I have an early second generation Ruger Precision Rifle in 6.5CM for which I handload. I don't shoot really long-range with it so I use 120- and 140-grain bullets in it. It shoots both with equally good accuracy, recoils very softly and is fun to shoot. The Ruger might represent the best value in PRs at this time - it might no longer be the best but like the 6.5CM, it still does its job well. Attached are photos of five-shot 100-yard groups shot with it.

There are a lot of choices in rifles these days - too many, almost - but that's a good problem to have.

Ed

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7.62x51 is not a 1000-yd cartridge in any rifle. At best, it's a 600-700yd cartridge, where after, its bullet becomes trans sonic and loses its accuracy. If want to use .308 bullets, you'll need to go into the magnums. There are a number of 6.5mm and 7mm cartridges that are usually still supersonic at 1000yd. If you are going to be a serious 1000yd shooter, you'll need a specialized action on your rifle for it to allow your riflescope to have sufficient vertical adjustment. You also have to get into benchrest quality handloading.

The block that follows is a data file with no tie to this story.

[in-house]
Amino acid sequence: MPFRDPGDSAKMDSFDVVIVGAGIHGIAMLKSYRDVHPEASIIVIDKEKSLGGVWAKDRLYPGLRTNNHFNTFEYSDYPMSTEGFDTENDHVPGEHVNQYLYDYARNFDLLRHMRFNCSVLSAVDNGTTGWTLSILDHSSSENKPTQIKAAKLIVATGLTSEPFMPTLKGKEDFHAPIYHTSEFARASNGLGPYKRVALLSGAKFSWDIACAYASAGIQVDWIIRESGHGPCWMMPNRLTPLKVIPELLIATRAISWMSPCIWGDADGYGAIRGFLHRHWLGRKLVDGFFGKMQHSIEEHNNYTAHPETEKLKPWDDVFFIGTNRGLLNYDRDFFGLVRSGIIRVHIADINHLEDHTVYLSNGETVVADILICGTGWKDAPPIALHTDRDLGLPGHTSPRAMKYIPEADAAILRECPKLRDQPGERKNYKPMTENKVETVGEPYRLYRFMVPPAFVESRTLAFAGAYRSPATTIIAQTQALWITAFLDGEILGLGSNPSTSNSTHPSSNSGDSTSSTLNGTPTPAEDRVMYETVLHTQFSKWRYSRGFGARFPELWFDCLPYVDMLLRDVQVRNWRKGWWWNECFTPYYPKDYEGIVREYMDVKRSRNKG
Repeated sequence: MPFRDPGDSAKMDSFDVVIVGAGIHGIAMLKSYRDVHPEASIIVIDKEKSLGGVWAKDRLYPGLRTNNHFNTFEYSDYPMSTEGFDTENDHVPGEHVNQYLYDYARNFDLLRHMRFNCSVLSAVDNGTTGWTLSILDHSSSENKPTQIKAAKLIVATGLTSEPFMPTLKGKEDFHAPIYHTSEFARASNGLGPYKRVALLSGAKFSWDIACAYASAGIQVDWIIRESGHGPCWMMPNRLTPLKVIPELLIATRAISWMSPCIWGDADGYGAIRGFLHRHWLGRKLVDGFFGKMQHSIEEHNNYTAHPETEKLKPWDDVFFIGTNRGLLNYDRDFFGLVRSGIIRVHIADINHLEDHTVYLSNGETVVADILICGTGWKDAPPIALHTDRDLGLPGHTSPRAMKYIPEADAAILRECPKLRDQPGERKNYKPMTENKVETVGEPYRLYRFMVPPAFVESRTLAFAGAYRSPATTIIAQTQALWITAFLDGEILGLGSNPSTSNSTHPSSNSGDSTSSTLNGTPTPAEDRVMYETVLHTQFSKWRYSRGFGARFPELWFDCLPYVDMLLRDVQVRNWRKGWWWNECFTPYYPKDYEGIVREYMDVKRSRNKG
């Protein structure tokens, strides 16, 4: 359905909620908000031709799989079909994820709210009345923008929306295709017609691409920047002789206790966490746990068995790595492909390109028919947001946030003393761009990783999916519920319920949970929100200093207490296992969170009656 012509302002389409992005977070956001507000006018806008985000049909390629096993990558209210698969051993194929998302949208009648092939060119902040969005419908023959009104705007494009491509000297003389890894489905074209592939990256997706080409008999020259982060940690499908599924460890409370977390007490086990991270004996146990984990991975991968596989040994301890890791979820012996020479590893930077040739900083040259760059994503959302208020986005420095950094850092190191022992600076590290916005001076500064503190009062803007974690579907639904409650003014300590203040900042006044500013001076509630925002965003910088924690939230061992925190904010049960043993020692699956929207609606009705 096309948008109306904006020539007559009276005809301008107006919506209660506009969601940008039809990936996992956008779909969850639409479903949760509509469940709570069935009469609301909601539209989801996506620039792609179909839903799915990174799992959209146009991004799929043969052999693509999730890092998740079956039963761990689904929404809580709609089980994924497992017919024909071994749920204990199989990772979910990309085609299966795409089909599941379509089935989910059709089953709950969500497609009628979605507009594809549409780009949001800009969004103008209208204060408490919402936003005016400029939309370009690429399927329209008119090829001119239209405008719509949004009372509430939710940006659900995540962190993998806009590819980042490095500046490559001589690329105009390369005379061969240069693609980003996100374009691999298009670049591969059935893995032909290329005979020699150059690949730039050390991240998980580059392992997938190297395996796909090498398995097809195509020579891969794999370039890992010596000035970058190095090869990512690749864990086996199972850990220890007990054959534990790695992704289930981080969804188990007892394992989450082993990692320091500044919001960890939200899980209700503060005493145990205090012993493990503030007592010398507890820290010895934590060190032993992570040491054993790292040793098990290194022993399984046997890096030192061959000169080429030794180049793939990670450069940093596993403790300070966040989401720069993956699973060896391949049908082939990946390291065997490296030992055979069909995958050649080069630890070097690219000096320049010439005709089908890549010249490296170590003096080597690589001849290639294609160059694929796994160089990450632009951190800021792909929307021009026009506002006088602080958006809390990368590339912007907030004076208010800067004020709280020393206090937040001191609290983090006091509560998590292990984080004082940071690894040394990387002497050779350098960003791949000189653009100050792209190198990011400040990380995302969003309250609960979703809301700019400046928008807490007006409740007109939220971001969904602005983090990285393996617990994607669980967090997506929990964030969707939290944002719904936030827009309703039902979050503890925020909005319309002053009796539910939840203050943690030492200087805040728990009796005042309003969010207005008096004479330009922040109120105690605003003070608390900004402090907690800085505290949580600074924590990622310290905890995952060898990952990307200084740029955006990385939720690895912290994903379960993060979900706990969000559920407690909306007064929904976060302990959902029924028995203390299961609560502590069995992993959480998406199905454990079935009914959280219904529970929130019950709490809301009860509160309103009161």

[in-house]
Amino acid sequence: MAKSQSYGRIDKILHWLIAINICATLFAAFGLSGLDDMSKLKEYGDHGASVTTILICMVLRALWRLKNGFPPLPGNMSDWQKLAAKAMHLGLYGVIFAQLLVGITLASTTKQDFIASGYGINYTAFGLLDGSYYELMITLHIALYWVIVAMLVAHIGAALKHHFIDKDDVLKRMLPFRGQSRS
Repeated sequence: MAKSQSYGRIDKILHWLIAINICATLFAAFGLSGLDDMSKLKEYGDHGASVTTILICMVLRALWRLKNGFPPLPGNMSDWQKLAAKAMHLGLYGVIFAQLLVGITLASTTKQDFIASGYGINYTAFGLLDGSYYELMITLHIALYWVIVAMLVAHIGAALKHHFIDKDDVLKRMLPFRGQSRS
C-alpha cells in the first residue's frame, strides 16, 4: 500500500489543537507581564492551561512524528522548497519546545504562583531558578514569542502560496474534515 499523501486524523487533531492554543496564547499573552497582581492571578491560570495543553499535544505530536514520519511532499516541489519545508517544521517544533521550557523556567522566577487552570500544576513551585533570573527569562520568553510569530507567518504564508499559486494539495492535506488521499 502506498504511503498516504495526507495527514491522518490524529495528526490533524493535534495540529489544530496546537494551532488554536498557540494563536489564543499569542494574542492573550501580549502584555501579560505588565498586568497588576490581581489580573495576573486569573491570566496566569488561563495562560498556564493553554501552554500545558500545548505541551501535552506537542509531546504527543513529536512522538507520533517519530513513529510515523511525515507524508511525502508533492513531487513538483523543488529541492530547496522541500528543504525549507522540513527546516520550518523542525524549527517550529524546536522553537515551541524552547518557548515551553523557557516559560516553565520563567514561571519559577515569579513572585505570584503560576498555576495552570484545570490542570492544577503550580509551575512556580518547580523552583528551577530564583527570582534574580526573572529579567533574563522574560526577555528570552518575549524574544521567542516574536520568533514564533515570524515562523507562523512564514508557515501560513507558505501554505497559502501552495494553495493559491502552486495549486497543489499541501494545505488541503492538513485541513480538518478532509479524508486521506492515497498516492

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7.62x51 is not a 1000-yd cartridge in any rifle.
Baloney.

In my RPR 175 grain bullets are supersonic past 1,000 yards and 185 grains bullets are supersonic past 1200 yards.

You might want to learn about ballistics instead of spouting Internet platitudes.

you'll need a specialized action on your rifle for it to allow your riflescope to have sufficient vertical adjustment.
Action doesn't have anything to do with it, the scope mount does.